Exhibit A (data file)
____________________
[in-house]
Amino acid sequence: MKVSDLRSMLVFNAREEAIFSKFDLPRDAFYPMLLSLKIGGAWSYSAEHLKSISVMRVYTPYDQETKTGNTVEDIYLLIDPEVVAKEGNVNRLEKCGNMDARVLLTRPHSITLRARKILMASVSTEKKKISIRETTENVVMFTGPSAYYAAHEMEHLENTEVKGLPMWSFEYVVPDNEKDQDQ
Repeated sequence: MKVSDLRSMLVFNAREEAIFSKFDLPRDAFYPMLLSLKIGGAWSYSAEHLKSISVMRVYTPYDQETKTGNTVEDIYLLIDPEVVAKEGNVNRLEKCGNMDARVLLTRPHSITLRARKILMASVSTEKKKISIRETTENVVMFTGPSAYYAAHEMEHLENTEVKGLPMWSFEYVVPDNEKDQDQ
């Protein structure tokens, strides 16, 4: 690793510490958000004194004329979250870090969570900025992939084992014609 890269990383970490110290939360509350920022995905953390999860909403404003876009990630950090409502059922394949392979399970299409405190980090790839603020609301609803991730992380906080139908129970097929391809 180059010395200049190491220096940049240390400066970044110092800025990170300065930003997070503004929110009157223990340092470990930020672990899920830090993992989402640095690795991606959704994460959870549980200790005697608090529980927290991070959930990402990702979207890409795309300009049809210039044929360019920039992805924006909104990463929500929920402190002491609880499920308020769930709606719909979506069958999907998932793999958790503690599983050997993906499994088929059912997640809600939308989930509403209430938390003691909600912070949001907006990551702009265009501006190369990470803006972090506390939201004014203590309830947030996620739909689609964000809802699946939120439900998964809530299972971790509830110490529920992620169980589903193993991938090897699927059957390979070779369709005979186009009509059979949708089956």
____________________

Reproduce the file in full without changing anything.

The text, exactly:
[in-house]
Amino acid sequence: MKVSDLRSMLVFNAREEAIFSKFDLPRDAFYPMLLSLKIGGAWSYSAEHLKSISVMRVYTPYDQETKTGNTVEDIYLLIDPEVVAKEGNVNRLEKCGNMDARVLLTRPHSITLRARKILMASVSTEKKKISIRETTENVVMFTGPSAYYAAHEMEHLENTEVKGLPMWSFEYVVPDNEKDQDQ
Repeated sequence: MKVSDLRSMLVFNAREEAIFSKFDLPRDAFYPMLLSLKIGGAWSYSAEHLKSISVMRVYTPYDQETKTGNTVEDIYLLIDPEVVAKEGNVNRLEKCGNMDARVLLTRPHSITLRARKILMASVSTEKKKISIRETTENVVMFTGPSAYYAAHEMEHLENTEVKGLPMWSFEYVVPDNEKDQDQ
């Protein structure tokens, strides 16, 4: 690793510490958000004194004329979250870090969570900025992939084992014609 890269990383970490110290939360509350920022995905953390999860909403404003876009990630950090409502059922394949392979399970299409405190980090790839603020609301609803991730992380906080139908129970097929391809 180059010395200049190491220096940049240390400066970044110092800025990170300065930003997070503004929110009157223990340092470990930020672990899920830090993992989402640095690795991606959704994460959870549980200790005697608090529980927290991070959930990402990702979207890409795309300009049809210039044929360019920039992805924006909104990463929500929920402190002491609880499920308020769930709606719909979506069958999907998932793999958790503690599983050997993906499994088929059912997640809600939308989930509403209430938390003691909600912070949001907006990551702009265009501006190369990470803006972090506390939201004014203590309830947030996620739909689609964000809802699946939120439900998964809530299972971790509830110490529920992620169980589903193993991938090897699927059957390979070779369709005979186009009509059979949708089956």